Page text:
I was busy with the report for the progress meeting. Not that anybody would read it properly. No one ever did. But it kept things straight for me.

I said to Joe, "This colour filter thing. It's been on the books for about six months and nothing ever happens to it."

"There are four other outfits messing about with it anyhow," said Joe.


"Passingham. The doctors. Rea. The Staines Lab. And I think the R.A.F. are doing something themselves."

"Where did we get it?"

"God knows. The Old Man came back from a meeting full of it. The whole place was chucked on to it for about half a day, and then he got bored and it's never been touched since."

"Think we might write it off?"

Joe said, "I should think we might write off about two-thirds of the stuff you've got there."

I said, "I think I'll go through and do a grand scrap."

Till said, "That's a most extraordinary thing."

"What is?"

"According to this," said Till, peering at his figures, "the seventh round had a negative muzzle velocity."

"Oh come!" said Joe.

"Was there anything funny about the seventh round?" said Tilly to me.

"Not as funny as all that," I said.

That's weird... I thought it would work

In such fashion Balchin keeps the pages staggering downhill to a deservedly celebrated finale: Sammy somewhat arbitarily sets himself a near impossible goal which should conclusively decide his worth, most likely by erasing him utterly at the moment of failure, and then we watch him work it.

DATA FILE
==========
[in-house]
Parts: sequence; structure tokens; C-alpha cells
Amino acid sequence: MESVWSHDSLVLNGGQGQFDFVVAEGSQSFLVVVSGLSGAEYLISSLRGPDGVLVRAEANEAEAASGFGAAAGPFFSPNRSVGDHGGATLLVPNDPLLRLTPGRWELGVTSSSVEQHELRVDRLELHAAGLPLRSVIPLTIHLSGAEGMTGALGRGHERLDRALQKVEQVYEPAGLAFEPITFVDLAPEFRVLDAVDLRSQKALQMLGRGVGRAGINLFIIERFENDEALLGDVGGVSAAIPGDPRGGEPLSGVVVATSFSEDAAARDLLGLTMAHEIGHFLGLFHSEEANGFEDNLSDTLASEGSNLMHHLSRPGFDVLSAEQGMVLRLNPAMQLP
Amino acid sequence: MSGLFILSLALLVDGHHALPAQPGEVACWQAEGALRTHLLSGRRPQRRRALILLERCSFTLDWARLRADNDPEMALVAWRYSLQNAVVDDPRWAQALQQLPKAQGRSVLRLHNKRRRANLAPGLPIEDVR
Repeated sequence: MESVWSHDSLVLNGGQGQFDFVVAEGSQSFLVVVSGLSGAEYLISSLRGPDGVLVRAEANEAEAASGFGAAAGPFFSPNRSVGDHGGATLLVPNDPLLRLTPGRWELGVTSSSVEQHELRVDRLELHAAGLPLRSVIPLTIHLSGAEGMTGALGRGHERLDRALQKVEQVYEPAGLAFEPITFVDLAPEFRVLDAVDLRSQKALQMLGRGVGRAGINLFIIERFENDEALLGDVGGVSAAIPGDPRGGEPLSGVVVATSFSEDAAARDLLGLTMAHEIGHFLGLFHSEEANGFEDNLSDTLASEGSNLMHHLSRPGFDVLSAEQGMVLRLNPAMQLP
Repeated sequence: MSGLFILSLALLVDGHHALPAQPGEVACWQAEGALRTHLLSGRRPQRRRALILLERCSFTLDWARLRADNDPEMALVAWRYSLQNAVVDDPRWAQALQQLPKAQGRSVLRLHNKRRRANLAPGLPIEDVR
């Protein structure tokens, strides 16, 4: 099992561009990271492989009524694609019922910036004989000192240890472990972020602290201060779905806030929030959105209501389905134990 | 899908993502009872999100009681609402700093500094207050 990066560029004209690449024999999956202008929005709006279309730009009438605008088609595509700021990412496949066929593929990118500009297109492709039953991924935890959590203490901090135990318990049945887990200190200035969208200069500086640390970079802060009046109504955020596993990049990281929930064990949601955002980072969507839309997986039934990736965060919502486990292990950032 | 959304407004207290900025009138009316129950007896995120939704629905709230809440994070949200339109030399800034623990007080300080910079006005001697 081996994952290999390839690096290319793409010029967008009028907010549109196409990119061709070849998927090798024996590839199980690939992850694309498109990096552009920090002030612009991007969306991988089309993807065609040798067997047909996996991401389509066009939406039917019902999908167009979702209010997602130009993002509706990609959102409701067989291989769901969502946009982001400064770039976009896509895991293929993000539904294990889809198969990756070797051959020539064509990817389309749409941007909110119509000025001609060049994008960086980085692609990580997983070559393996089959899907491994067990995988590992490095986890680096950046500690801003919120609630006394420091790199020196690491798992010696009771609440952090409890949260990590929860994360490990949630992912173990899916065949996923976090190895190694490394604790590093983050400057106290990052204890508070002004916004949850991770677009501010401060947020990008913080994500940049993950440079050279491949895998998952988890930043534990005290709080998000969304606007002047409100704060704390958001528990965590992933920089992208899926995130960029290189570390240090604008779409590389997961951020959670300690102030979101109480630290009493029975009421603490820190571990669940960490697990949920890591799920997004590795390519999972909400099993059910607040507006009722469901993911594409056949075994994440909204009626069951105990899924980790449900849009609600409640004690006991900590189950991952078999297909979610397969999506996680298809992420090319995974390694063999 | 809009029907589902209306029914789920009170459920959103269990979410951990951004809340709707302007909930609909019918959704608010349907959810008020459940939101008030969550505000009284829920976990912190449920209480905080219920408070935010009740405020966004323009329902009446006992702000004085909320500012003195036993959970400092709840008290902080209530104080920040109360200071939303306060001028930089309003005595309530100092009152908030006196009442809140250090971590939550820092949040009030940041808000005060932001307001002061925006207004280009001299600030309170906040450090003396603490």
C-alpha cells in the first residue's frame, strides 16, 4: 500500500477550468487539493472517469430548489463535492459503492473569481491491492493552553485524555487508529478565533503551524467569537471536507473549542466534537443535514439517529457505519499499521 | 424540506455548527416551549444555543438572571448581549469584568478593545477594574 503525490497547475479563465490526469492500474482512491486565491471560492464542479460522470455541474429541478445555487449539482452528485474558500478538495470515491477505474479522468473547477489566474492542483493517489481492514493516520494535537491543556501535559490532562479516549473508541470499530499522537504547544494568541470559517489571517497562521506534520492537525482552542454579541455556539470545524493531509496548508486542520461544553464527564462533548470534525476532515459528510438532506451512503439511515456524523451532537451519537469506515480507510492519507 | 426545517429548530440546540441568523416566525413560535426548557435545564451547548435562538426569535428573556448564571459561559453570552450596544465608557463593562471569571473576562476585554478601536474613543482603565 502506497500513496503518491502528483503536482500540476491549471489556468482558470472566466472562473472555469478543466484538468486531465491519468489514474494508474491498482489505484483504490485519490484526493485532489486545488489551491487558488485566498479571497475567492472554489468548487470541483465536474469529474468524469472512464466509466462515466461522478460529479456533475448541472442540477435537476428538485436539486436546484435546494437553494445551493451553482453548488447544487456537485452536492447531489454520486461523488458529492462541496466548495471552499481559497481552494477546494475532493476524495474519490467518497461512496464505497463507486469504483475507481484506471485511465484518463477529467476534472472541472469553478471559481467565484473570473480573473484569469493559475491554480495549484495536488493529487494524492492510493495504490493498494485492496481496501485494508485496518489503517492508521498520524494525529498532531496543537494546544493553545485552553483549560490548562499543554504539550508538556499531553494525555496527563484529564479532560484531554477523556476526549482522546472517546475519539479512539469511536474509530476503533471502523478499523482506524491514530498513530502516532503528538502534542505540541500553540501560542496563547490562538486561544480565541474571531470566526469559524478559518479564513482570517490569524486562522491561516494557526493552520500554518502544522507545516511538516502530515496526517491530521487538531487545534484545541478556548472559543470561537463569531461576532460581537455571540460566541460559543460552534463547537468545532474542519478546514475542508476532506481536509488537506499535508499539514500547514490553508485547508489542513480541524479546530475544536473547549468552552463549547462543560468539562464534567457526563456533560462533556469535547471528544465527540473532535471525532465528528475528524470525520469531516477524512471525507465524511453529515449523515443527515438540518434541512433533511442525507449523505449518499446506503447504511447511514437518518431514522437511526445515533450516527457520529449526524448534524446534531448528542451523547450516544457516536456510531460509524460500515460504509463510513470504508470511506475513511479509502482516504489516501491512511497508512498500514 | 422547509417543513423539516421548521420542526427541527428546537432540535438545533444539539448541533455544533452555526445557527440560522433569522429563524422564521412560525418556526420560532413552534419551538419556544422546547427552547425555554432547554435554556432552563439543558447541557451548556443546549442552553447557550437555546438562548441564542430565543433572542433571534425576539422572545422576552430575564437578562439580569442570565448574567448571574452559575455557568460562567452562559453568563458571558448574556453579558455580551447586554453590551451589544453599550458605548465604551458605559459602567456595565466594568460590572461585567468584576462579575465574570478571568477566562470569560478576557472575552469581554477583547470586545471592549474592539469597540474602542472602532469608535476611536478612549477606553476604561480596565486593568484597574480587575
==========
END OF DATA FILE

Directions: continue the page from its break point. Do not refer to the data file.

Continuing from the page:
And god damn it all to hell, he doesn't quite meet his arbitrary goal and it doesn't kill him:

The facts were that Dick was dead, and Stuart was dead, and the Old Man was gone, and Waring was Deputy Director, and I was just where I had always been. The good chaps went and were killed, and the crooks got away with it. But I just stayed put. I tried to think of something concrete to do resigning and going to the Old Man, or something like that. But it wouldn't fire. I knew it really didn't make any difference where I went, or who I worked for. And I was too tired, anyway. I didn't like what I was, and couldn't be what I liked, and it would always be like that.

It'll be all right with Susan. She'll take it and make it into what she wants, just as Strang did. We shall all know, but I'm the only one who'll mind.

(Those who accuse Susan of fantastic saintliness might want to review Balchin's 1955 screenplay for Josephine and Men, which instead suggests a diagnosis of "perversity." Misery loves company, and Balchin's kind of woman loves misery.)

So how were Powell-&-Pressburger able to turn this downer into a tale of redemption and optimism? Their solution was elegant: don't include a voiceover. Because without Sammy's whine, the producer and the director and the cinematographer and the composer and the audience can, just as Susan and Strang did, take it and make it into what they want.


Copyright to contributed work and quoted correspondence remains with the original authors.
Public domain work remains in the public domain.
All other material: Copyright 2015 Ray Davis.